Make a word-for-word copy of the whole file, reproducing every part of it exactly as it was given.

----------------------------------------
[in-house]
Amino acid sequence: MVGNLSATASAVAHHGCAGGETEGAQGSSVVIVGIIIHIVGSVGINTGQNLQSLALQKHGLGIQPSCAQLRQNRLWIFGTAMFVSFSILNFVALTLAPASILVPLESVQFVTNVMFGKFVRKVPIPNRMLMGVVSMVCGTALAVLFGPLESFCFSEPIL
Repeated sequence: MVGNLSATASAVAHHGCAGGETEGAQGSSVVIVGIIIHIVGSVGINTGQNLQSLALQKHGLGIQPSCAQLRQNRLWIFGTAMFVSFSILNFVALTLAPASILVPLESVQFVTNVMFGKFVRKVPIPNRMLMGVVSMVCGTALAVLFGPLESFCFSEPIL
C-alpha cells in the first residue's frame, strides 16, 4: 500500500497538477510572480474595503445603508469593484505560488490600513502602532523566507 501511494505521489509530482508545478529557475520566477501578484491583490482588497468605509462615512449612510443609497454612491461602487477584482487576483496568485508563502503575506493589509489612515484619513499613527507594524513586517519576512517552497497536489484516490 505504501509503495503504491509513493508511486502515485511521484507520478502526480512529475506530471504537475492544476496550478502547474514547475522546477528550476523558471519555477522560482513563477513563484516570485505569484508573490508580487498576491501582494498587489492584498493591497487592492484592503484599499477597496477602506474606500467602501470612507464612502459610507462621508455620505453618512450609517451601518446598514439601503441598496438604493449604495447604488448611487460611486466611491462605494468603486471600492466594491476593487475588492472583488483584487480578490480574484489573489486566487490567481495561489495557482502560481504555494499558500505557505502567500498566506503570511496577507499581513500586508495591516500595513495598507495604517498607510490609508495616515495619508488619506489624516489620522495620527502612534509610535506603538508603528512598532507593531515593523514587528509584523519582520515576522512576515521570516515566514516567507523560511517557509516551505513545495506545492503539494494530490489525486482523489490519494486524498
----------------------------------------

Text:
[in-house]
Amino acid sequence: MVGNLSATASAVAHHGCAGGETEGAQGSSVVIVGIIIHIVGSVGINTGQNLQSLALQKHGLGIQPSCAQLRQNRLWIFGTAMFVSFSILNFVALTLAPASILVPLESVQFVTNVMFGKFVRKVPIPNRMLMGVVSMVCGTALAVLFGPLESFCFSEPIL
Repeated sequence: MVGNLSATASAVAHHGCAGGETEGAQGSSVVIVGIIIHIVGSVGINTGQNLQSLALQKHGLGIQPSCAQLRQNRLWIFGTAMFVSFSILNFVALTLAPASILVPLESVQFVTNVMFGKFVRKVPIPNRMLMGVVSMVCGTALAVLFGPLESFCFSEPIL
C-alpha cells in the first residue's frame, strides 16, 4: 500500500497538477510572480474595503445603508469593484505560488490600513502602532523566507 501511494505521489509530482508545478529557475520566477501578484491583490482588497468605509462615512449612510443609497454612491461602487477584482487576483496568485508563502503575506493589509489612515484619513499613527507594524513586517519576512517552497497536489484516490 505504501509503495503504491509513493508511486502515485511521484507520478502526480512529475506530471504537475492544476496550478502547474514547475522546477528550476523558471519555477522560482513563477513563484516570485505569484508573490508580487498576491501582494498587489492584498493591497487592492484592503484599499477597496477602506474606500467602501470612507464612502459610507462621508455620505453618512450609517451601518446598514439601503441598496438604493449604495447604488448611487460611486466611491462605494468603486471600492466594491476593487475588492472583488483584487480578490480574484489573489486566487490567481495561489495557482502560481504555494499558500505557505502567500498566506503570511496577507499581513500586508495591516500595513495598507495604517498607510490609508495616515495619508488619506489624516489620522495620527502612534509610535506603538508603528512598532507593531515593523514587528509584523519582520515576522512576515521570516515566514516567507523560511517557509516551505513545495506545492503539494494530490489525486482523489490519494486524498